This statement was sent to the Department of Health with a request that it should be forwarded to the ethics committee that is dealing with the application but the DoH refused to do so. Following a Freedom of Information request we obtained the identify the ethics committee that was dealing with the application and our statement was then forwarded to the Chairman. Unfortunately, due to initial secrecy surrounding the identity of the ethics committee, the information did not reach them till after the application had been approved.

We have also passed our concerns to the National Research Ethics Service, who are considering whether the local ethics committee should review their decision. More information can be found on the MEA website: http://www.meassociation.org.uk/?p=2720

A BBC radio discussion from Thursday 11 November about the Lightning Process – which included contributions from Professor Leslie Findley, Dr Charles Shepherd and Phil Parker and was chaired by Anne Diamond – can be heard on YouTube: http://www.meassociation.org.uk/?p=2921. A transcript is also available on the MEA website.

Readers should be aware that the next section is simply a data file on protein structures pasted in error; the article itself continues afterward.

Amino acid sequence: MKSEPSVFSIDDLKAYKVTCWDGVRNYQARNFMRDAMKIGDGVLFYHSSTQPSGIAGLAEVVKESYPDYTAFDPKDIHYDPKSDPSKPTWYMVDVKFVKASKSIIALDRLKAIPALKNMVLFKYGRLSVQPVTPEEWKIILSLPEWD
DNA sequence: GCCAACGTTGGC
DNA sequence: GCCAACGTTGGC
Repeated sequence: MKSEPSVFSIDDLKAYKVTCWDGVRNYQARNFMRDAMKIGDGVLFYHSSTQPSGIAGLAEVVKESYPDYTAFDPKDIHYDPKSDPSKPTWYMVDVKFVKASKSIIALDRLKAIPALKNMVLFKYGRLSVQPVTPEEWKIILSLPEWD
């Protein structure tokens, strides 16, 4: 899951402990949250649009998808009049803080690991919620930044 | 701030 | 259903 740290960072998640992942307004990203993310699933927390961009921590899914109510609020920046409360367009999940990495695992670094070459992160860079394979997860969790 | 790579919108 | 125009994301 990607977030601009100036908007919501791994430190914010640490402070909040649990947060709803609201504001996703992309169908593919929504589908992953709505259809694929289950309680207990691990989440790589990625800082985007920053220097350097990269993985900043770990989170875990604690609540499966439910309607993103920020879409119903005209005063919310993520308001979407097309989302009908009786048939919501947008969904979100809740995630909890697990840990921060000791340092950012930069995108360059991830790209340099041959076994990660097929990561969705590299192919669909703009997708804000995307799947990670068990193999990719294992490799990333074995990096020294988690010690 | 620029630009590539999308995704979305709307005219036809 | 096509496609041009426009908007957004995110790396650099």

[Extract ends]

 A few points:

The Bath/Bristol press release announcing the pilot study was published on 2 March 2010.

The ME Association and The Young ME Sufferers Trust did not issue a joint statement and press release condemning the pilot study until five months later, on 4 August.

Under FOI (in a response dated 27 August) I established that the REC responsible for reviewing the application was the South West 2 Research Ethics Committee. This information was provided by Jonathan Cramp, FOI Manager, NHS South West.

This information had been requested by me of the University of Bristol on 15 May but was denied in a response of 17 June.

It was denied a second time following a request for an Internal Review of the University’s decision to withhold almost all information that had been requested by me under the FOIA. The Internal Review was handled by Sue Paterson, Director of Legal Services and Deputy Secretary, Office of the University Secretary, from whom a response was received on 17 August.